“St. Joseph and the Christ Child,” 1620s, Guido Reni.

In the early days of the Church, St. Joseph appeared only in images related to the Nativity, drawing on scriptural references. In the 5th-century arch mosaic at Rome’s church of Santa Maria Maggiore, St. Joseph is young, bearded and garbed as a Roman.
Other depictions came to be derived from the “Protoevangelium of James” — a 2nd-century work, not part of the Christian biblical canon. Artists following this tradition depicted St. Joseph as an old man, grey and balding. By the 16th century though, artists were returning to more youthful depictions.
Joannes Molanus, a Catholic theologian during the Counter Reformation, worked to make the Council of Trent’s “decrees on sacred images” the marching orders for a generation of artists to follow. Molanus advocated that it was far more appropriate to show St. Joseph as a young man — one capable of restraining his carnal urges, one fit enough to take his wife and child into Egypt, and one strong enough to support them with his labor as a craftsman.
Neither visual tradition has remained a constant though. St. Joseph continues to be shown old and young, from statues to holy cards. He is almost always shown though carrying a flowering staff of lilies. It alludes to the flowering rod of Aron (Numbers 17) and a miraculous account from a 13th century hagiographical work titled “The Golden Legend.” Garbed in brown, the color of earth, and green, the color of new life, the robes of St. Joseph evoke the ideas of humility and hope.

“The Chaste Heart of St. Joseph,” 2013, Giovanni Gasparro.

The Diocese of Covington has chosen “The Chaste Heart of St. Joseph” by Giovanni Gasparro as its image for the Year of St. Joseph. Born in 1983, Gasparro is a young artist from Bari, Italy. Gasparro draws on the traditional iconography of St. Joseph while offering a contemporary depiction that is accessible to the faithful of today. The strength of St. Joseph’s character extended to all aspects of his life and person — including his heart.
With his whole being illumined by God, Gasparro depicts St. Joseph’s heart on fire with the love of God, and a flowering staff points to his purity. Together the heart and staff remind the viewer that purity of heart lies within reach, thanks to the grace of God and the intercession of Joseph.
However an artist depicts St. Joseph, the point is the same: to draw the faithful into contemplation of the man at the heart of the Incarnation story, the man Pope Francis has called a “minister of salvation.”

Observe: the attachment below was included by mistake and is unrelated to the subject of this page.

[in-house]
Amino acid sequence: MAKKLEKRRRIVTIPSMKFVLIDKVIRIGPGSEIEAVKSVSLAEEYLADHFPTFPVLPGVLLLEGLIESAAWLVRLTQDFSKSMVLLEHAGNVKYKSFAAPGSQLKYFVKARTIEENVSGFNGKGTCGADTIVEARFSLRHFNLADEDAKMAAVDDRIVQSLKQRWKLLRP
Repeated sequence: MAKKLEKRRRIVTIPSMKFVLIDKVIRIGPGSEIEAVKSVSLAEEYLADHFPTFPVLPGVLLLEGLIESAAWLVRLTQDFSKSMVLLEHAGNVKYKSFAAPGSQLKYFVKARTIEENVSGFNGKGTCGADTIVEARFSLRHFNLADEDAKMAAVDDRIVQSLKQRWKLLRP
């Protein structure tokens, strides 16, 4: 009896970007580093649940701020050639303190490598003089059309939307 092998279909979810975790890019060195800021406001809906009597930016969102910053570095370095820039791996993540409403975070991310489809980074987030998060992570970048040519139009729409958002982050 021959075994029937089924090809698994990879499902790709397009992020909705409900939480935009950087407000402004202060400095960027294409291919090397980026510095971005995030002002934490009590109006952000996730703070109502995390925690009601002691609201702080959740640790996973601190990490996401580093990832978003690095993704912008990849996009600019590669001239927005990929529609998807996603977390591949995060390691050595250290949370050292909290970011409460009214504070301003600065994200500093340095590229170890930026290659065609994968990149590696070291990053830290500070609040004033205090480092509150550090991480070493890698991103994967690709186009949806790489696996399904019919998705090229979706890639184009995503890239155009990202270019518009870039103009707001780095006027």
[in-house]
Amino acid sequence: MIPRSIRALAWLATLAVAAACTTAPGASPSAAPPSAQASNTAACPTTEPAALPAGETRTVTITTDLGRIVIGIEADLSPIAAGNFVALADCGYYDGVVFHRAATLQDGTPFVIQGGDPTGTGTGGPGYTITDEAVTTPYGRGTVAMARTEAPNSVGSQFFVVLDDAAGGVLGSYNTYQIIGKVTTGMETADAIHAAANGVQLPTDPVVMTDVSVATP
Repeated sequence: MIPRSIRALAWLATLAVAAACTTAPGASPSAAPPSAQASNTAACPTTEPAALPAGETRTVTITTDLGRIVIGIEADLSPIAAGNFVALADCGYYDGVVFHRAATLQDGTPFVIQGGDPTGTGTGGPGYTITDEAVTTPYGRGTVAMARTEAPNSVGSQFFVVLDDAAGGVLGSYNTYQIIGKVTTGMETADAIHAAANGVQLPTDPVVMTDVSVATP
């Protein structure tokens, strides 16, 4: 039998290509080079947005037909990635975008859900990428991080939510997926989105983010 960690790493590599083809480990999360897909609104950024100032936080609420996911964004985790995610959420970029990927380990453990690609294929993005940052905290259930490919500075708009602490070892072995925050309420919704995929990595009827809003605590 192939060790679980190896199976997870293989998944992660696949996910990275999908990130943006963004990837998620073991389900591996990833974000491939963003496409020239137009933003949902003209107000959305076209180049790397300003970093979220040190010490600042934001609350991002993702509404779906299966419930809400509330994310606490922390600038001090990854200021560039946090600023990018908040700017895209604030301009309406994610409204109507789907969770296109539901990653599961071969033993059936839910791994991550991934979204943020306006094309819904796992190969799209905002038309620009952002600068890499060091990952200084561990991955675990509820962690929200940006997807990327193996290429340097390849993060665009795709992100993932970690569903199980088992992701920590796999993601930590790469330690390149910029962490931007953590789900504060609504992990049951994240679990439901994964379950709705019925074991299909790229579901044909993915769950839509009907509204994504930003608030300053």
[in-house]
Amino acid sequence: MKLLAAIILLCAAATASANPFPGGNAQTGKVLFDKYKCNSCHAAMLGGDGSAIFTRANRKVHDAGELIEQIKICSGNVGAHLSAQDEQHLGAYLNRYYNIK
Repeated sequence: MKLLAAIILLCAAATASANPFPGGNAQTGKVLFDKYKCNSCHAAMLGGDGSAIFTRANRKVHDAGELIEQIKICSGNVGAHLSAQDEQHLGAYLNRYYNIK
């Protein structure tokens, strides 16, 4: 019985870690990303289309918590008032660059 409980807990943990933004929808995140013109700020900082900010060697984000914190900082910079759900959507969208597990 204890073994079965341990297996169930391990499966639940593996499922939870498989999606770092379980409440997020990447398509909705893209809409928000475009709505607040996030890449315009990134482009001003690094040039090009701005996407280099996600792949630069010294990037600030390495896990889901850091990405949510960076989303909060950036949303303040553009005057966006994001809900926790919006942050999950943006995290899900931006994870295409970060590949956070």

On the solemnity of St. Joseph, bishop encourages all to be ‘doers’ of God’s will

On the solemnity of St. Joseph, March 19, Bishop Roger Foys incenses the newly erected St. Joseph altar at the Cathedral Basilica of the Assumption, Covington. This statue of St. Joseph is significant to the Cathedral and the Diocese of Covington because it stood in the diocese’s first Cathedral, built by the diocese’s first bishop, Bishop George Carrell, S.J., in 1854.

Laura Keener, Editor.

This year’s solemnity of St. Joseph, March 19, carried a particularly celebratory tone in the Diocese of Covington as the Year of St. Joseph begins to unfold like an Easter lily — a common symbol for the saint. With his apostolic letter “Patris corde” (With a Father’s Heart), Pope Francis declared Dec. 8, 2020 through Dec. 8, 2021 the Year of St. Joseph, in honor of the 150th anniversary of Blessed Pope Pius IX’s declaring St. Joseph patron of the Universal Church. Pope Pius IX also has a special tie to the diocese — he established the Diocese of Covington in 1853.

“St. Joseph is an interesting personage in our salvation history and in the establishment of the Church,” Bishop Roger Foys said in his homily during Mass at the Cathedral Basilica of the Assumption on the solemnity.

St. Joseph is mentioned in only two of the four Gospels — Matthew and Luke — and not one word is recorded in all of Scriptures attributed to St. Joseph, Bishop Foys noted.

“Where do we find a place for St. Joseph? He wasn’t a prophet or a patriarch or an apostle or the Blessed Mother. Where is his place?” Bishop Foys asked.

To find the answer, Bishop Foys said, one needs to look at what Scripture says St. Joseph does.

“St. Joseph was, we are told, a just man, a humble man, a compassionate man and deeply religious man. He was obedient to God’s will for him,” said Bishop Foys, highlighting the three times that an angel instructed St. Joseph in his dreams to care for the Holy Family.

The first was to assure Joseph of Mary’s chastity, instructing him to take Mary and the baby she was carrying into his home. In a second dream, the angel instructs Joseph to take Mary and the baby Jesus and flee to Egypt to avoid the wrath of King Harrod. In the third dream, the angel assures Joseph that King Harrod has died and it is now safe to return to Nazareth. On all three occasions, Joseph does as he is instructed.

“Joseph is always in the background but he is there,” Bishop Foys said, “Two thousand years later we celebrate in a solemn way this man who was chosen to be the foster father of Jesus, who was chosen to care for the Holy Family, to look after their needs, to protect them.”